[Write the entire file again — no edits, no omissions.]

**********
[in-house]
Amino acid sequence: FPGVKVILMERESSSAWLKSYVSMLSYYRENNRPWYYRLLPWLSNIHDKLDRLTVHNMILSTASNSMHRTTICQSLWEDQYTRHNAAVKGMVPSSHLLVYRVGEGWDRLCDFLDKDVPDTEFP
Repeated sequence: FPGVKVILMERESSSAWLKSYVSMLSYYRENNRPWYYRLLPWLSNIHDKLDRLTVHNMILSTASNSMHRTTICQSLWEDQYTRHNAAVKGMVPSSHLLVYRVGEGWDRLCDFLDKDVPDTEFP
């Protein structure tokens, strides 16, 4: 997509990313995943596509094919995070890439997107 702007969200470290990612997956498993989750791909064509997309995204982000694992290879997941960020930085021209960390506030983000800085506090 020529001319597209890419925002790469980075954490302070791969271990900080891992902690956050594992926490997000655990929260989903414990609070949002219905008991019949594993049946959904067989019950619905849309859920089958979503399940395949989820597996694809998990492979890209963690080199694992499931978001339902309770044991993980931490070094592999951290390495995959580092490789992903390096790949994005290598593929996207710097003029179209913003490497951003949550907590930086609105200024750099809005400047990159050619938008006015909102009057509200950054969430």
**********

[in-house]
Amino acid sequence: FPGVKVILMERESSSAWLKSYVSMLSYYRENNRPWYYRLLPWLSNIHDKLDRLTVHNMILSTASNSMHRTTICQSLWEDQYTRHNAAVKGMVPSSHLLVYRVGEGWDRLCDFLDKDVPDTEFP
Repeated sequence: FPGVKVILMERESSSAWLKSYVSMLSYYRENNRPWYYRLLPWLSNIHDKLDRLTVHNMILSTASNSMHRTTICQSLWEDQYTRHNAAVKGMVPSSHLLVYRVGEGWDRLCDFLDKDVPDTEFP
């Protein structure tokens, strides 16, 4: 997509990313995943596509094919995070890439997107 702007969200470290990612997956498993989750791909064509997309995204982000694992290879997941960020930085021209960390506030983000800085506090 020529001319597209890419925002790469980075954490302070791969271990900080891992902690956050594992926490997000655990929260989903414990609070949002219905008991019949594993049946959904067989019950619905849309859920089958979503399940395949989820597996694809998990492979890209963690080199694992499931978001339902309770044991993980931490070094592999951290390495995959580092490789992903390096790949994005290598593929996207710097003029179209913003490497951003949550907590930086609105200024750099809005400047990159050619938008006015909102009057509200950054969430």